Online safety is everyone's responsibility. Parents need to be vigilant about their children's use of the computer and cell phone. Teachers need to promote responsible Internet usage by students. Internet safety organizations need to help youth develop the decision-making skills needed to use the Web safely. Only through such coordinated efforts can we maximize the benefits of the Internet, while minimizing its dangers.
The Office of Juvenile Justice and Delinquency Prevention (OJJDP) supports a number of programs and activities designed to raise awareness about the importance of online safety and to help protect children and youth from online exploitation and victimization.
Peace Over Violence is proud to present the Annual Denim Day USA 2010, a campaign to raise awareness and educate the public about rape and sexual assault.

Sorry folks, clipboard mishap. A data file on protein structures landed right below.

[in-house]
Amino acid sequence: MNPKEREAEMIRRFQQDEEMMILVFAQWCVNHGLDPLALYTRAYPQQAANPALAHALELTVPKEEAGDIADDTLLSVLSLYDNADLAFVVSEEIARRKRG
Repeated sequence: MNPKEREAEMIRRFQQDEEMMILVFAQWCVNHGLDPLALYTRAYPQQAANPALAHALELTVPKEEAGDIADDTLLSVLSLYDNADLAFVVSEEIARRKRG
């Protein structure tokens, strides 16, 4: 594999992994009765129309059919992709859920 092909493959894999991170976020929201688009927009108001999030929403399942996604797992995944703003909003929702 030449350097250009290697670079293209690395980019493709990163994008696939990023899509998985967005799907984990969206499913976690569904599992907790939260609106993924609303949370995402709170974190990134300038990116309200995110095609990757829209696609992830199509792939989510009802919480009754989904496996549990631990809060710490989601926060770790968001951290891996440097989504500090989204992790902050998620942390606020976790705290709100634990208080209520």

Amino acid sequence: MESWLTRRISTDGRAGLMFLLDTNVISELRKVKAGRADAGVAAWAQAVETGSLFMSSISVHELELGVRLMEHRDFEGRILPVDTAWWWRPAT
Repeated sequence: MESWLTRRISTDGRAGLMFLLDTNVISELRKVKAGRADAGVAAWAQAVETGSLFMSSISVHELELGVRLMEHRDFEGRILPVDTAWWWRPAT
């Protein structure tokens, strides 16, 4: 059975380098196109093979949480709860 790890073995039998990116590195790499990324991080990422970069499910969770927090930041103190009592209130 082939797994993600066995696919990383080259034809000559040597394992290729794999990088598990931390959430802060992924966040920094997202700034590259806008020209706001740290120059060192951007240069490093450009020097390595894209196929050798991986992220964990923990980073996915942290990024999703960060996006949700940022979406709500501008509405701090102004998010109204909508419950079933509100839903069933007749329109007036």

In 1998, an Italian Supreme Court decision overturned a rape conviction because the victim wore jeans, reasoning she must have helped her attacker remove them. People all over the world were outraged. Wearing jeans became an international symbol of protest against erroneous and destructive attitudes about sexual assault.
This day we unite against the sexual assault of girls, women, boys and men. We stand in support of survivors. We break the silence to end sexual violence.
On Denim Day, wear your jeans as a visible sign of protest against the myths that still surround sexual assault!
This site is supported by Grant/ Cooperative Agreement No. 1UF2CE002359-01 from the Centers for Disease Control and Prevention. Its contents are solely the responsibility of the authors and do not necessarily represent the official views of the Centers for Disease Control and Prevention.